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First Step Toward Redress for Wrong ‘Man in the Hat’ in Belgium

Published in: Mondiaal Nieuws
Fayçal Cheffou, mistaken for the “man in the hat.”      © 2016 Human Rights Watch

Belgium’s justice system took a long overdue step on January 5 by dismissing terrorism charges against Fayçal Cheffou, a freelance journalist and activist mistaken for a prime suspect in the deadly 2016 Brussels bombings. In addition to being falsely accused, Cheffou was detained for five days and, he alleges, beaten and threatened by federal police. Now, Belgian authorities should ensure that Cheffou can seek compensation for his ordeal—for his sake and as part of a broader reckoning with security missteps in the aftermath of the attacks.

Cheffou, 35, was arrested two days after the March 22, 2016 bombings at Zaventem Airport and Maelbeek metro station, which killed 32 people and injured 340 others. The Islamic State (ISIS) claimed responsibility. Police mistook Cheffou for a suspect spotted on surveillance cameras at Zaventem Airport who was dubbed by media “the man in the hat.”

When I first met Cheffou in a Brussels café a few months after his arrest, he looked shaken. He told me he came under suspicion because he was taking photos at the Maelbeek metro station after the attack. He was wearing a hat that day—but of a different color and style than that of the airport suspect.

During his detention in Brussels, Cheffou said, the federal police stripped him and beat him bloody, denied him medical care, threatened to hang him naked from a pole and called him “dirty jihadi.” An investigating magistrate charged him with terrorist acts including murder. Upon release, he said, his reputation was ruined, no one would hire him, and his bank froze his account. He said some police were “good people” but that others had harassed or questioned him five times.

A pre-trial judge dismissed all charges against Cheffou on January 5 at the request of a federal prosecutor, who told the court in December  that Cheffou “had absolutely nothing to do with the attacks.” The prosecutor also apologized to Cheffou, calling him “one of the victims” of the Brussels bombings. “No number of apologies can erase the humiliations, rejections and fear you have suffered,” she added.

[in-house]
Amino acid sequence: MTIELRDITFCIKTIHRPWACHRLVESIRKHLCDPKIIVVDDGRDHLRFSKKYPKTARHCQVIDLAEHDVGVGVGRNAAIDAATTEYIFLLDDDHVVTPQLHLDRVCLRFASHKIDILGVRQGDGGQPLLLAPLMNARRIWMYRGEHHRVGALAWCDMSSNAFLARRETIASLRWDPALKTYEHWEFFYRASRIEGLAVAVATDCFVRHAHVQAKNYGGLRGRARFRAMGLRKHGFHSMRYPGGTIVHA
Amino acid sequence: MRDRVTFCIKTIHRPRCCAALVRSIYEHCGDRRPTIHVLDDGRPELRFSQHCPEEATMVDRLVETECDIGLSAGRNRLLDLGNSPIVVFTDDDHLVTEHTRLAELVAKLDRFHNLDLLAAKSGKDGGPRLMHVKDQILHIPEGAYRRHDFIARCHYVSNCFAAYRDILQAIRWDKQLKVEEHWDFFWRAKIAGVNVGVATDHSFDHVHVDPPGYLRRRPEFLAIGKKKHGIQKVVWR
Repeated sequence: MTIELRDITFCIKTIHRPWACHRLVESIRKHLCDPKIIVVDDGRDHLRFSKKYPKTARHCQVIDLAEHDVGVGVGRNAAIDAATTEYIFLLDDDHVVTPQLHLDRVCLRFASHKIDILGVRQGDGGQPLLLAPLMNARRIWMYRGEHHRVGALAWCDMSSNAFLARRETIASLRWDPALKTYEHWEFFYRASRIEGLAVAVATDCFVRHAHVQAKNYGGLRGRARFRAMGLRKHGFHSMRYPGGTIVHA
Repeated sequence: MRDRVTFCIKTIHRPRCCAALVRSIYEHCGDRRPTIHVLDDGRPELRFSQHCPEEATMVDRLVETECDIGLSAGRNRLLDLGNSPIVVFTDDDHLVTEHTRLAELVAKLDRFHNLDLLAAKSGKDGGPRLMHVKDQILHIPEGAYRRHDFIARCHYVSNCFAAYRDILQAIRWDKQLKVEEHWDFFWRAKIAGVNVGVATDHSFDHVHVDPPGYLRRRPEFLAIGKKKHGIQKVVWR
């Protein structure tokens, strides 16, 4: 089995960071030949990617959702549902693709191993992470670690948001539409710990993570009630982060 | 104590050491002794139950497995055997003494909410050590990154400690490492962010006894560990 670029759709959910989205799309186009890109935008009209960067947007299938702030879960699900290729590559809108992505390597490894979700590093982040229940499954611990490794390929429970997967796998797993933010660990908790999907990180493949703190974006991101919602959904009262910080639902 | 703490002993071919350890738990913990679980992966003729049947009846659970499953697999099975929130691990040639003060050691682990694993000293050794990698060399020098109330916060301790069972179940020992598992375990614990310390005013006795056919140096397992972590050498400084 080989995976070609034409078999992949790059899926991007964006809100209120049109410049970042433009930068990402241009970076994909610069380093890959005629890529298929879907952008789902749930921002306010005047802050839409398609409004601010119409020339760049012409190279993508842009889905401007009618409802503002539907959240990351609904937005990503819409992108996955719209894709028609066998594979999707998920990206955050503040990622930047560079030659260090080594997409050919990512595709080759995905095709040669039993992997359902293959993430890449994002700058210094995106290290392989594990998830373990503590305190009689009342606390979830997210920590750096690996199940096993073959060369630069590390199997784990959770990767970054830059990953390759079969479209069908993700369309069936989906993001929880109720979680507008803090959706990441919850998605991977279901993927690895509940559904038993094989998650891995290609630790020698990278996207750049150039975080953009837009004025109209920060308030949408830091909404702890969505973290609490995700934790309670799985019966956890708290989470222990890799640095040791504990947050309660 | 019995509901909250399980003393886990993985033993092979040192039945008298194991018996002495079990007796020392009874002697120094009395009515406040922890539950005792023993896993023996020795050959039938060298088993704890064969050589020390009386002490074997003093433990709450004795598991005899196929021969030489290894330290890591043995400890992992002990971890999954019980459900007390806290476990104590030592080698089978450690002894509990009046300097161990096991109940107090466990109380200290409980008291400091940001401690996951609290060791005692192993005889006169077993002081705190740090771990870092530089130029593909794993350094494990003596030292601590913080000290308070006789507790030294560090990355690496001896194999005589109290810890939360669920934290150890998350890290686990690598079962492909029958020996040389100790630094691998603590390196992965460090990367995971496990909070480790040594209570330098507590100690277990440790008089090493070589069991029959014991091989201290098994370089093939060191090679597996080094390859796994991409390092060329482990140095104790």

In a text exchange after his exoneration, Cheffou was upbeat. “I feel like they’ve lifted 100 kilos of weight from me,” he said. “I really hope I can resume a normal life.” But he said he intends to sue for damages.

Under Belgium’s judicial system, criminal charges can only be dismissed during indictment proceedings.  But prosecutors could and should have moved sooner in Cheffou’s case. As I documented in a 2016 report on Belgium’s heavy handed responses to the bombings, it was obvious almost from the start that Cheffou was the wrong man.

Five days after Cheffou’s arrest a judge ordered his release, finding that he bore no resemblance to the airport suspect and that his phone records showed he was not at Zaventem the day of the attack. Nor did Cheffou’s fingerprints match those on a cart that the airport suspect was pushing. Eleven days after Cheffou’s release Belgian prosecutors announced they had arrested the real “man in the hat,”  Mohamed Abrini, now the prime surviving suspect in the bombings.

Cheffou had been on the police radar before the 2016 attacks. He had accused Belgian officials of mistreating Muslim asylum seekers and urged Muslims to “stop the abuses.” One of his close relatives was a fugitive from justice. He also acknowledges he refused orders and insulted the police before they beat him. But none of that justifies the physical and psychological torture the police allegedly inflicted on him, which international law strictly prohibits in all circumstances. Nor does it justify the nearly four-year delay in clearing Cheffou of terrorism charges.

Governments have a duty to hold those responsible for the Brussels attacks to account. But they also have a duty to ensure that their responses uphold the rights to be presumed innocent, to be judged promptly, and to be free from discrimination, torture, and other abuse. My research on Belgium’s responses to the bombings found multiple violations of those obligations including 26 cases of apparent police abuse. Those alleging harm told me they had difficulty obtaining redress. All but one was Muslim.

Belgian authorities should ensure Cheffou has prompt access to all remedies provided under Belgian law for his pain and suffering. They should also ensure appropriate accountability for any mistreatment by the police or prison officials. And they should do the same for all other suspects alleging such abuse. Anything less weakens the rule of law and divides communities that Belgium should be trying to unite against groups like ISIS.

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